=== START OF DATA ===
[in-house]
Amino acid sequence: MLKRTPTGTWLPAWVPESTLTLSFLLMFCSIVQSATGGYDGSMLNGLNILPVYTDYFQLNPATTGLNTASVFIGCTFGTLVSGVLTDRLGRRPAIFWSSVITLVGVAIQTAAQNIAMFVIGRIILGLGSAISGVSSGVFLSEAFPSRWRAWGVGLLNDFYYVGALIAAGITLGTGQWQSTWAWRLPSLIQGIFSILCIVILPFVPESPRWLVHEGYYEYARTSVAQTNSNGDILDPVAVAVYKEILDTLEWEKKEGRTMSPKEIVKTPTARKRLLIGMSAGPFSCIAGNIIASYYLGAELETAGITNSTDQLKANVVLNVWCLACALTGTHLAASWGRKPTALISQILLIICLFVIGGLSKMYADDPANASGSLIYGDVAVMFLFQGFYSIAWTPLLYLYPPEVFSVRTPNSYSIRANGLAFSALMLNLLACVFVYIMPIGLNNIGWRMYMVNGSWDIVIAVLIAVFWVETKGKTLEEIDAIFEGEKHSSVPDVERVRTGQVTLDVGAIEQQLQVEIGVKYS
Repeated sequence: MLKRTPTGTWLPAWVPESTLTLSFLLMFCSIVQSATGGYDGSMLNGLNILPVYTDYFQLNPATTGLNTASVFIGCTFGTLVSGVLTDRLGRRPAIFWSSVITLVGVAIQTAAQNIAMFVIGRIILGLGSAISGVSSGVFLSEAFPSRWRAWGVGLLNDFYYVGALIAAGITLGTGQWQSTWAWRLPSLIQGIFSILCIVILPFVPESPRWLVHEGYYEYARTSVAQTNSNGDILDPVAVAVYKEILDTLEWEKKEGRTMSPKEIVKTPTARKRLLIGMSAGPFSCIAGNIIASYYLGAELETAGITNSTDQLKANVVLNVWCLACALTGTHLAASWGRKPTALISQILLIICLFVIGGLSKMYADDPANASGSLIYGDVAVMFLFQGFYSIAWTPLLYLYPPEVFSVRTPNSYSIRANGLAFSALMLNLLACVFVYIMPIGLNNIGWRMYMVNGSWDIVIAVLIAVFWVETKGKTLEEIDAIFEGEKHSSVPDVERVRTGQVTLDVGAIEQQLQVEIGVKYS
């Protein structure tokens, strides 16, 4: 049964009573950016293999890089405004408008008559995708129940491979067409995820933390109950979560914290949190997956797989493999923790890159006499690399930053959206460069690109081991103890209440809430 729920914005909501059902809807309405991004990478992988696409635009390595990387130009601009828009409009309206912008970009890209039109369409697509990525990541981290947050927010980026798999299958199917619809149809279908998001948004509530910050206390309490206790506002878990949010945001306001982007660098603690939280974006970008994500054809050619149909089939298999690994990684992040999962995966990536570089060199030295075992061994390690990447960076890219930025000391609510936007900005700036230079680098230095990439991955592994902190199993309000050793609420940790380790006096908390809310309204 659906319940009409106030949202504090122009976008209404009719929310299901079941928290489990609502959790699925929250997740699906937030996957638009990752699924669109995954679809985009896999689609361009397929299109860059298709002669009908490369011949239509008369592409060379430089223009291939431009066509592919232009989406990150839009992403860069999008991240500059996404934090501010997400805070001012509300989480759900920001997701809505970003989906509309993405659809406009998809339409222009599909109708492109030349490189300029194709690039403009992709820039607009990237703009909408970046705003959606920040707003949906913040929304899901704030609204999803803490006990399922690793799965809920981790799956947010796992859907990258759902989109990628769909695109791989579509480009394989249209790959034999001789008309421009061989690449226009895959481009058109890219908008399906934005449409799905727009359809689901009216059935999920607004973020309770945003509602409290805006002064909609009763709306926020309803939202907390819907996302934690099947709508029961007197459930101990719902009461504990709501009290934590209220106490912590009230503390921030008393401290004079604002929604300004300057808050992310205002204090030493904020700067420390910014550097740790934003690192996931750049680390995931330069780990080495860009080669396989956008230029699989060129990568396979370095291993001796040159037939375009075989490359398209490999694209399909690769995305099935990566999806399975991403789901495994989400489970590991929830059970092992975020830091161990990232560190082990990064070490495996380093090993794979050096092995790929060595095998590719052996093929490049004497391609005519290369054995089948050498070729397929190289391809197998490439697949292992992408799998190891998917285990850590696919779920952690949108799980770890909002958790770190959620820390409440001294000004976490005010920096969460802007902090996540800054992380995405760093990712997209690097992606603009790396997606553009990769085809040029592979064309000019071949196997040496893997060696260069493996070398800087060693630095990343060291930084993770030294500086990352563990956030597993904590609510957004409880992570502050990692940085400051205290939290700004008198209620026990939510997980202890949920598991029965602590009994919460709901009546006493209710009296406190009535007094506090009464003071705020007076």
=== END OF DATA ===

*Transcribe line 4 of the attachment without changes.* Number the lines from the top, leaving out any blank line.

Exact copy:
């Protein structure tokens, strides 16, 4: 049964009573950016293999890089405004408008008559995708129940491979067409995820933390109950979560914290949190997956797989493999923790890159006499690399930053959206460069690109081991103890209440809430 729920914005909501059902809807309405991004990478992988696409635009390595990387130009601009828009409009309206912008970009890209039109369409697509990525990541981290947050927010980026798999299958199917619809149809279908998001948004509530910050206390309490206790506002878990949010945001306001982007660098603690939280974006970008994500054809050619149909089939298999690994990684992040999962995966990536570089060199030295075992061994390690990447960076890219930025000391609510936007900005700036230079680098230095990439991955592994902190199993309000050793609420940790380790006096908390809310309204 659906319940009409106030949202504090122009976008209404009719929310299901079941928290489990609502959790699925929250997740699906937030996957638009990752699924669109995954679809985009896999689609361009397929299109860059298709002669009908490369011949239509008369592409060379430089223009291939431009066509592919232009989406990150839009992403860069999008991240500059996404934090501010997400805070001012509300989480759900920001997701809505970003989906509309993405659809406009998809339409222009599909109708492109030349490189300029194709690039403009992709820039607009990237703009909408970046705003959606920040707003949906913040929304899901704030609204999803803490006990399922690793799965809920981790799956947010796992859907990258759902989109990628769909695109791989579509480009394989249209790959034999001789008309421009061989690449226009895959481009058109890219908008399906934005449409799905727009359809689901009216059935999920607004973020309770945003509602409290805006002064909609009763709306926020309803939202907390819907996302934690099947709508029961007197459930101990719902009461504990709501009290934590209220106490912590009230503390921030008393401290004079604002929604300004300057808050992310205002204090030493904020700067420390910014550097740790934003690192996931750049680390995931330069780990080495860009080669396989956008230029699989060129990568396979370095291993001796040159037939375009075989490359398209490999694209399909690769995305099935990566999806399975991403789901495994989400489970590991929830059970092992975020830091161990990232560190082990990064070490495996380093090993794979050096092995790929060595095998590719052996093929490049004497391609005519290369054995089948050498070729397929190289391809197998490439697949292992992408799998190891998917285990850590696919779920952690949108799980770890909002958790770190959620820390409440001294000004976490005010920096969460802007902090996540800054992380995405760093990712997209690097992606603009790396997606553009990769085809040029592979064309000019071949196997040496893997060696260069493996070398800087060693630095990343060291930084993770030294500086990352563990956030597993904590609510957004409880992570502050990692940085400051205290939290700004008198209620026990939510997980202890949920598991029965602590009994919460709901009546006493209710009296406190009535007094506090009464003071705020007076």